George Davidson & Co of Teams Glass Works, Gateshead, was founded in 1867. By 1887 there was a workforce of 350, which produced 200-250 tons of glassware per month.
They first produced glass chimneys for lamps, and then wine glasses and bottles. By the end of the first decade, they abandoned lamps and went into pressed glass. Davidson established trade with his brother in Australia 1878-79.
In January of 1881 there was a serious fire, but by October they were back in production. In April of 1881, they bought the moulds of the Neville glass works, and in December 1884 those of W H Heppel and Co. By 1886, they had a full range of domestic tableware and in 1887 produced plates and bowls for Queen Victoria’s golden jubilee. Also in 1887, the firm was awarded the gold medal at the Newcastle Exhibition.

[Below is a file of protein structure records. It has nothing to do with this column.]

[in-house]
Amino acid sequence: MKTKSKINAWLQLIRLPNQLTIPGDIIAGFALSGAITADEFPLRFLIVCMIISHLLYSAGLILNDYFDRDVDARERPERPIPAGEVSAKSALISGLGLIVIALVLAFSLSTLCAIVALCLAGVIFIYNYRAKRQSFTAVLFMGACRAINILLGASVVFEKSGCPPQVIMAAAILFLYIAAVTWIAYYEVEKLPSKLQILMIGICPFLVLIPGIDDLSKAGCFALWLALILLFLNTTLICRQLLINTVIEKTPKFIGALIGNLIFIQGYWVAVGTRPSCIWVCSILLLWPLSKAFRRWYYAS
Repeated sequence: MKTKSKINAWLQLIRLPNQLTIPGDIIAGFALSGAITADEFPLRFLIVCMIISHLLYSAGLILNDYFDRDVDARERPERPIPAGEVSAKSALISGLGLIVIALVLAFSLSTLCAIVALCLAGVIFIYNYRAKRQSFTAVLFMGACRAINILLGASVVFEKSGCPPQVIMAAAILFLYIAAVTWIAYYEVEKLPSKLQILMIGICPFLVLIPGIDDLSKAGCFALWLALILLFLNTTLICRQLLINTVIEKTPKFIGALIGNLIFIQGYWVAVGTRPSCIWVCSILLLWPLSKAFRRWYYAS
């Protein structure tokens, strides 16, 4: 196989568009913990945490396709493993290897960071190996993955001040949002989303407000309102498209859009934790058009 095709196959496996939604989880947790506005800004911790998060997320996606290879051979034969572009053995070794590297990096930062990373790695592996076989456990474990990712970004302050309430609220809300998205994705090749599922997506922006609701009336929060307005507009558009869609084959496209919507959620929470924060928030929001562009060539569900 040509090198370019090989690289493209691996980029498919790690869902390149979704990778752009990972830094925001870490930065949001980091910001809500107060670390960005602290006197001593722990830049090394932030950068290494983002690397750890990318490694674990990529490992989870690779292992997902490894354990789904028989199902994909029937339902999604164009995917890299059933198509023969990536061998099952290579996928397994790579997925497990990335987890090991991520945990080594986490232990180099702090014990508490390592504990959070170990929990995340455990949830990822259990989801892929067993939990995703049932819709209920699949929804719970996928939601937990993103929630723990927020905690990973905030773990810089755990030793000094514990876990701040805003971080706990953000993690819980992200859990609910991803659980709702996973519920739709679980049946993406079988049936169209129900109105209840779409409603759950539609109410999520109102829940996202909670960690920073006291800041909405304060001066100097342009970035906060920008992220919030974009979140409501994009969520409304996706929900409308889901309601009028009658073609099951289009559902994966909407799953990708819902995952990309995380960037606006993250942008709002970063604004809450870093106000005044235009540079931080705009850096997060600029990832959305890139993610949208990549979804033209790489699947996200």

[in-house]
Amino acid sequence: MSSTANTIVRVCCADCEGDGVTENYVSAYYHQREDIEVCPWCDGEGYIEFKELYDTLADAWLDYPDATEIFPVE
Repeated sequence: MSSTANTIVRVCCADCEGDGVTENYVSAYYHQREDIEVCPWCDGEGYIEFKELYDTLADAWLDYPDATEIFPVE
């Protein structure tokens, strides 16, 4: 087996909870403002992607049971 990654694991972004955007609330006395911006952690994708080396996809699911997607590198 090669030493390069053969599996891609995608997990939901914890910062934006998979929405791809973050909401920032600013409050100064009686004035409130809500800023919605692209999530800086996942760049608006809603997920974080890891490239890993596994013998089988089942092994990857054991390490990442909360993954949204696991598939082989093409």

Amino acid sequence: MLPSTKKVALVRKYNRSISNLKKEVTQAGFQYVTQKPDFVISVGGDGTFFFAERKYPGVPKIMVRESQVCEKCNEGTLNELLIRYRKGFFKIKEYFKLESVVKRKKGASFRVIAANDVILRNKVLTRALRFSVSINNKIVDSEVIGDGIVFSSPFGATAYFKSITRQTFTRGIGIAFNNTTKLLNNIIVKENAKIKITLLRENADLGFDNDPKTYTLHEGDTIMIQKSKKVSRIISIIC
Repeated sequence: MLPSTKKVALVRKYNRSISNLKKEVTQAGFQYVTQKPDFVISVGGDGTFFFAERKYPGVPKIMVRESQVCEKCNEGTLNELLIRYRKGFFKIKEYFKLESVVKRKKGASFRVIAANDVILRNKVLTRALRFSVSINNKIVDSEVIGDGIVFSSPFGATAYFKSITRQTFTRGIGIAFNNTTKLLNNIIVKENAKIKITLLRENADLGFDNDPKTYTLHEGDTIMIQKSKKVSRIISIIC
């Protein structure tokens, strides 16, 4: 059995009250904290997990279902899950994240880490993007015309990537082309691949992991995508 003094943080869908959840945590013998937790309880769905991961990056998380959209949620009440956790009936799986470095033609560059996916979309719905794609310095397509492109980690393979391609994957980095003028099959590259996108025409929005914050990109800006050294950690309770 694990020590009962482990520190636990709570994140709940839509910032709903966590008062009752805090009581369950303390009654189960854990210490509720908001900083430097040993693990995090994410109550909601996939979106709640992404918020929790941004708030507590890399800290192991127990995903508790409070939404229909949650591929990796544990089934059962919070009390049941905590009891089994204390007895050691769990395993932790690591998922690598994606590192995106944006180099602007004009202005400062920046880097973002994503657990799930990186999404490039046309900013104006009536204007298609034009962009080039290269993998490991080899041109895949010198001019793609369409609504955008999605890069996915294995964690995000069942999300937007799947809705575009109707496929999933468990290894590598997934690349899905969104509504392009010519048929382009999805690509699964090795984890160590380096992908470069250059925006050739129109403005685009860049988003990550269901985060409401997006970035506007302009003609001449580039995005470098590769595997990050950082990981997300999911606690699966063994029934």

The firm produced suites of tableware each year in a different design; the Hobnail Suite in 1885, the Daisy Suite in 1886, 1887 was Jubilee ware, and 1888 the Silver Wedding of the Prince and Princess of Wales. Afterwards, suites were named after the year: “1889 Suite” etc.
1889 saw the introduction of Pearline in blue and primrose. This was patented by Davidson’s son Thomas, and was very successful. In 1896 a new colour Patent Rose was introduced, using the pattern shapes of blue and primrose pearline. (Therefore, pieces will be found with a registration number earlier than the colour was introduced.)
In 1891, George Davidson died and control of the firm passed to his son Thomas. The firm was still in existence in 1987.
“A demi-lion issuing from a mural crown”, used from c.1880-1890. It was revived in a different form in the 1920s.